Middle Class Problems: What kind of person would want to put themselves through the ordeal of attending a supper club?


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The Independent Online

At some point in their intrepid exploration of the gastronomic landscape, urban foodies feel duty-bound to attend a supper club. The reasons are numerous: the chance to mingle with like-minded culinary adventurers; the opportunity to sample genuine, home-cooked versions of foreign cuisines; the ability to research and quaff your own tipple with the meal; and the laudable support of fellow amateur chefs.

Yet, having carefully selected the club, based on location, menu and word-of-mouth reviews, as the event itself looms, all manner of worries surface.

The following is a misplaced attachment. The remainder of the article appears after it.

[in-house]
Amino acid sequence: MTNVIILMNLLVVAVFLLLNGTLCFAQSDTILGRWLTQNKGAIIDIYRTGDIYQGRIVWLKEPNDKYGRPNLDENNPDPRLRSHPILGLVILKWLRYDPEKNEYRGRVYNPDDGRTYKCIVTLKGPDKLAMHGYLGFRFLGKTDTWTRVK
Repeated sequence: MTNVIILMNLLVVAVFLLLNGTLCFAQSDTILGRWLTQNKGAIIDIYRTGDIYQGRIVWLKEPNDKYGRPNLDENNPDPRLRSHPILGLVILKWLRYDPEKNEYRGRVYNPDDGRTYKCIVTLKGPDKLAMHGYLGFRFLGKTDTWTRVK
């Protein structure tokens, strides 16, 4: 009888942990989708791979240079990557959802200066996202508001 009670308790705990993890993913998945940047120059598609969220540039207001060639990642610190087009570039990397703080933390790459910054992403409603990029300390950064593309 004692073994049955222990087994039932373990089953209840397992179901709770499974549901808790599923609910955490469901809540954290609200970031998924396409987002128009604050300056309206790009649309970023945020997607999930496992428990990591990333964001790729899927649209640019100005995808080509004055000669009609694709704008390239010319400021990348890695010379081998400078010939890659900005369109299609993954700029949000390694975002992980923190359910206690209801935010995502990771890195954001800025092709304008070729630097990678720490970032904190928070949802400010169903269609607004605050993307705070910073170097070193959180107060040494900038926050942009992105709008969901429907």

Will you be allocated places together at one large table? Or split up between small, shared tables with strangers? Worse, what if it transpires that every other guest went on the same uni ski trip two years ago? And while they, understandably, are keener on catching up with one another than you, they do seem a bit more relaxed acquainting themselves with your really quite good wine…

Which brings us to the menu. What if you don't like whatever the equivalent of a cheese course is in Hawaiian/Guatemalan/Tanzanian cuisine? You can't just leave it on your plate, can you?

That would be a terrible thing to do to your host, who will be on hand to devour your every morsel of criticism.

Come to think of it, what kind of person would want to put themselves through such an ordeal, or indeed invite a group of complete strangers into their home in order to feed them?

Maybe we'll just book that latest five-star-reviewed restaurant in Fitzrovia instead.